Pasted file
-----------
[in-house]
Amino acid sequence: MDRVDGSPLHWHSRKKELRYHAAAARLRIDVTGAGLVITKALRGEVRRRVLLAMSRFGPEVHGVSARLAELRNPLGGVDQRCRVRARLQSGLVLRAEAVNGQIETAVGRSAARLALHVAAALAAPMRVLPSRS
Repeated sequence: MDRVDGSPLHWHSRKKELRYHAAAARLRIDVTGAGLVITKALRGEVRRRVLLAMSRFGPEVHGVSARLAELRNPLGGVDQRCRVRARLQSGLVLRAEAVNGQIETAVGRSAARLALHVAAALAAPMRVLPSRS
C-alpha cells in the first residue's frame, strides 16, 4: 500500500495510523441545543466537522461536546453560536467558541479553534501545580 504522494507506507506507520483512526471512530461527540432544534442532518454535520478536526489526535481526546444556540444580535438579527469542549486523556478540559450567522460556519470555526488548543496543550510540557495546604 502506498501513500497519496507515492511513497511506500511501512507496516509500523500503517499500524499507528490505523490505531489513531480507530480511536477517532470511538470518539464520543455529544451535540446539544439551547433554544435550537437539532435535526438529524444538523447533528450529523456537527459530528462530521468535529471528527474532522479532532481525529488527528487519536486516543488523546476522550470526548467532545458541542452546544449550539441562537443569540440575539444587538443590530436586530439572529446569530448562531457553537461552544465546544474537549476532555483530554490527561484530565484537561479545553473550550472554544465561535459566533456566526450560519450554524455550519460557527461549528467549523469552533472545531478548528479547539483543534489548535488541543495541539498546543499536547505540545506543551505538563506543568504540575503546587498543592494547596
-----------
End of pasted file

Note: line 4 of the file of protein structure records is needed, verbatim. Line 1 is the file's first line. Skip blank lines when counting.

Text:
C-alpha cells in the first residue's frame, strides 16, 4: 500500500495510523441545543466537522461536546453560536467558541479553534501545580 504522494507506507506507520483512526471512530461527540432544534442532518454535520478536526489526535481526546444556540444580535438579527469542549486523556478540559450567522460556519470555526488548543496543550510540557495546604 502506498501513500497519496507515492511513497511506500511501512507496516509500523500503517499500524499507528490505523490505531489513531480507530480511536477517532470511538470518539464520543455529544451535540446539544439551547433554544435550537437539532435535526438529524444538523447533528450529523456537527459530528462530521468535529471528527474532522479532532481525529488527528487519536486516543488523546476522550470526548467532545458541542452546544449550539441562537443569540440575539444587538443590530436586530439572529446569530448562531457553537461552544465546544474537549476532555483530554490527561484530565484537561479545553473550550472554544465561535459566533456566526450560519450554524455550519460557527461549528467549523469552533472545531478548528479547539483543534489548535488541543495541539498546543499536547505540545506543551505538563506543568504540575503546587498543592494547596